I want to provide a wonderful first observational astronomy experience to as many people as possible


Who I am

Stephane Mandelert
Aprende a contemplar el universo gracias a los telescopios y al personal de Sky Andaluz, turismo astronómico en Granada

My name is Stephane Mandelert, I am Swiss-Brazilian and I have spent the last 33 years in Switzerland.

My passion for astronomy started when I was around 7 years old and I received my first book on the subject and was hooked. Astronomy books for children always start the same, Galileo Galilei, his theories and being condemned by the church and then an explanation about the planets and the stars.

A year later, I received a comic from my teacher, a little more sophisticated, that explained the Big Bang and the expansion of the Universe and I was fascinated. So when I was 17 years old and I went to Switzerland on vacation, a time when foreign books were unknown in Brazil, I bought two things, the Larousse book on astronomy, which I still have, and a 110 mm telescope that he gave me problems. at customs. Reading about it gave me the dream of looking through a telescope, and I still remember the first time I saw the moon in one.

The 110 mm and the knowledge of my sky allowed me to see Saturn, the gem of the sky, Jupiter and double stars like Alpha Centauri, but nothing else.


The beginnings

Years later I bought a 150mm (6in) where I started to find galaxies, spending hours in my garden trying to find them. It took me hours to find just one, and they were essentially barely seen. A few years ago, I bought a 250mm (10-inch) “Huge Dobsonian” and could see a little more, but still not much.
I know that many great amateur astronomers stop at this size and spend hours and hours looking through them, but I was always disappointed and the “indirect vision” and its subtlety was not for me, I found it frustrating.

So I started dreaming of a bigger and bigger telescope and its associated expense.

Descubre la espectacular Nebulosa de Orión gracias al centro de turismo astronómico Sky Andaluz en Sierra Nevada

The specialization

By chance, in 2012, I came across an ad for Stellarzac, a place in France where my now friend Frédéric Gea was starting his astronomical resort with a 1 meter (40 inch) telescope.

It seemed like a dream, a 1 meter telescope available in a “perfect” place was an opportunity that I did not want to miss! I called him, very anxious, to see if in the week that my parents were in Europe it was possible to make a reservation. He was convinced that there was a queue taking care of the same thing. Little did he know that I was his first customer.

With the one meter telescope the sky is completely different, no more subtleties and galaxies look like galaxies, nebulae have colors and globular clusters are incredible. So I stopped trying to buy my own telescope and became a frequent Larzac guest, especially when Christmas coincided with the new moon.
I spent many, many hours in sub-zero conditions in the same clothes that I had worn in the winter in Greenland, enchanted by what I was seeing, particularly incredibly subtle galaxies as far as one could find them, which means a little less than a billion light years. .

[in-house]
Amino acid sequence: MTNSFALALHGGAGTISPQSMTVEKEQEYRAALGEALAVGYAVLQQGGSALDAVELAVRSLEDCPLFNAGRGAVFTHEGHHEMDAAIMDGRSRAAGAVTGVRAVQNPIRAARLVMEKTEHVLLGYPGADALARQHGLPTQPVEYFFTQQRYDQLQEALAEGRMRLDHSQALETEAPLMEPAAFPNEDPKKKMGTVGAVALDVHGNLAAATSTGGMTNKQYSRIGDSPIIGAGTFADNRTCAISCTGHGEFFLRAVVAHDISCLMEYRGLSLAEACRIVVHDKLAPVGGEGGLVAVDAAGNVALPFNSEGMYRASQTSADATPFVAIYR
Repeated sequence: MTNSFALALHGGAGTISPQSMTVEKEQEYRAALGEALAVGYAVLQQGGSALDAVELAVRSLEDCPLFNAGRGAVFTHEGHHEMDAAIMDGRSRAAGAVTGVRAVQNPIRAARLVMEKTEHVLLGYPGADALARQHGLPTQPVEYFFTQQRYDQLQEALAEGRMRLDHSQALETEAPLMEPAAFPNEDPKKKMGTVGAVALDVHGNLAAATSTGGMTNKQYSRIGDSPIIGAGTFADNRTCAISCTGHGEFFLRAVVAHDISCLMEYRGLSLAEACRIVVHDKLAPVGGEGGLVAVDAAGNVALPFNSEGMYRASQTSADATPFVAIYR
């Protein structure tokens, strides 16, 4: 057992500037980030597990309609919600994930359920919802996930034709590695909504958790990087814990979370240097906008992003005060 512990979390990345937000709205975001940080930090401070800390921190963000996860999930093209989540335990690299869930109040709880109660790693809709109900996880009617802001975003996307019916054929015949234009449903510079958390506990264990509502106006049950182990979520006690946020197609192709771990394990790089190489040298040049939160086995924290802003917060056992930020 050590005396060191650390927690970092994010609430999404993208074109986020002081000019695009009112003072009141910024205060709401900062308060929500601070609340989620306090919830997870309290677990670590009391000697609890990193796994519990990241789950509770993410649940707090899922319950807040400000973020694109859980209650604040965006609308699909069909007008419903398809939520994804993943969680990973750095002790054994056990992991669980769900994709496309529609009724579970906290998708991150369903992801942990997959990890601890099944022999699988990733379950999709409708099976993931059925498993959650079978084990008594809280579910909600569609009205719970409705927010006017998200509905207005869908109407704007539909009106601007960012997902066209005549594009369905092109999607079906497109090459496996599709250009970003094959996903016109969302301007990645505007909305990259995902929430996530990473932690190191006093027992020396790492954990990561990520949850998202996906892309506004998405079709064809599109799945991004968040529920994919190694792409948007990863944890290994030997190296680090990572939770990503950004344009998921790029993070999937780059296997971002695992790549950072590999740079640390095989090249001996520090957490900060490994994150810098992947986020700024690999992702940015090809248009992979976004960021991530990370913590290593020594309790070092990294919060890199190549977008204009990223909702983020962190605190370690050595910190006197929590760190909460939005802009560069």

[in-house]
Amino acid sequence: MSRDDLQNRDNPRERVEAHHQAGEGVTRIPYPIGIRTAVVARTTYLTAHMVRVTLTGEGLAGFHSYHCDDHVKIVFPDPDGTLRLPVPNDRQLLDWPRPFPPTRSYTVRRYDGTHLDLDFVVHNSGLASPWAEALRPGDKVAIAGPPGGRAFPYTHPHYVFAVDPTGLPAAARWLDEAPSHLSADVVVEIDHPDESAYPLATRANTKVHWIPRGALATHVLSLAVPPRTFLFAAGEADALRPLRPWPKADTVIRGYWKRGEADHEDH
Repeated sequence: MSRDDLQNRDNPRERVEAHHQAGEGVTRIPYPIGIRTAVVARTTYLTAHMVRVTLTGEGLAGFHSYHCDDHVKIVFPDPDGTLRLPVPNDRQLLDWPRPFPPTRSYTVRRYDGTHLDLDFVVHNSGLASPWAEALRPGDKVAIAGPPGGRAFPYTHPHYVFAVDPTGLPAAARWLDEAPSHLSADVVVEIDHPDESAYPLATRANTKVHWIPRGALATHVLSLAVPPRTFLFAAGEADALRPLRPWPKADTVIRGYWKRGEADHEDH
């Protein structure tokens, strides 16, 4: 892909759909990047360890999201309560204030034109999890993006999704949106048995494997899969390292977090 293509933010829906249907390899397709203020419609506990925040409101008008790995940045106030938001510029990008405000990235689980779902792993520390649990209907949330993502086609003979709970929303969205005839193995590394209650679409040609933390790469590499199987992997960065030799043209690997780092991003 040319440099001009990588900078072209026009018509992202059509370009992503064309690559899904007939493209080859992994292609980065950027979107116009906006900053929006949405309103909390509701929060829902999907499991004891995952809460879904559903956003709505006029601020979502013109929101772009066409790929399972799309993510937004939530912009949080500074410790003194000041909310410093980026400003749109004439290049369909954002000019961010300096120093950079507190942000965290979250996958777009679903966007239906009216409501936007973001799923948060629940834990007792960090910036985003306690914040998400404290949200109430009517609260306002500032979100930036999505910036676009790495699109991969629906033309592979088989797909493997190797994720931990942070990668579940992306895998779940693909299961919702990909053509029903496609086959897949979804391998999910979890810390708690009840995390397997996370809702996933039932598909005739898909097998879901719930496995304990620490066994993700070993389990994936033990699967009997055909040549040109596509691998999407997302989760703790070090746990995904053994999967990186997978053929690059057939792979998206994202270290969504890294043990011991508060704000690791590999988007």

The Larzac is a wonderful place, very dark, but it is still France and the weather can be a problem, so I started dreaming of having my own large telescope to share with more people in a better climate and in a more southern location.

sky andaluz

Two parallel searches: which telescope and where.


The telescope

A one-meter telescope is great, but you stand quite high on a ladder in the middle of the night and it’s very expensive. So I found out that the size of the telescope is a compromise between your wallet, the amount of unwieldiness you or your clients are willing to deal with, and the magic of what you are looking for.

I pondered for years on the subject, climbing steps in my house to decide how tall I felt comfortable and what was the minimum size necessary to give the magic of a “huge telescope”. In the end, the doubt was between 30 and 28 inches and I closed at 28. Not because of the cost, but because of the least necessary step on the ladder.


The best place

My goal is to provide a wonderful first observational astronomy experience to as many people as possible. My hope is that by having a good first experience, people start to take more interest in the subject than if they started with a “normal telescope” where everything except the Moon, Jupiter and Saturn is subtle. Even the planet Mars is almost always a disappointment.

And who knows how many of the children that will pass will experience a revelation, as I had with my first book, and will continue the hobby for a lifetime. I certainly won’t be able to know which ones for sure, but I’m sure this will happen and I’ll be proud to have been a part of this process.

So, going back to the location, I started to do incessant searches on the web trying to find the answer, but the answer is not obvious, at all. First of all, to find the website that addresses the subject, it took me years to find which is probably the best on the subject. In addition to Google Earth.

After finding it, hundreds of trials and errors were made to discover that the best place for it was Andalusia and southern Greece. Since my Spanish is considerably better than my Greek, the choice was based on that criterion.




Up to 5 persons
  • Up to 5 persons
  • Presentation of the Universe
  • Observations


Price per person
  • Entrance per person
  • Presentation of the Universe
  • Observations


Limit 15 people
  • A personal or group visit
  • Presentation of the Universe
  • Observations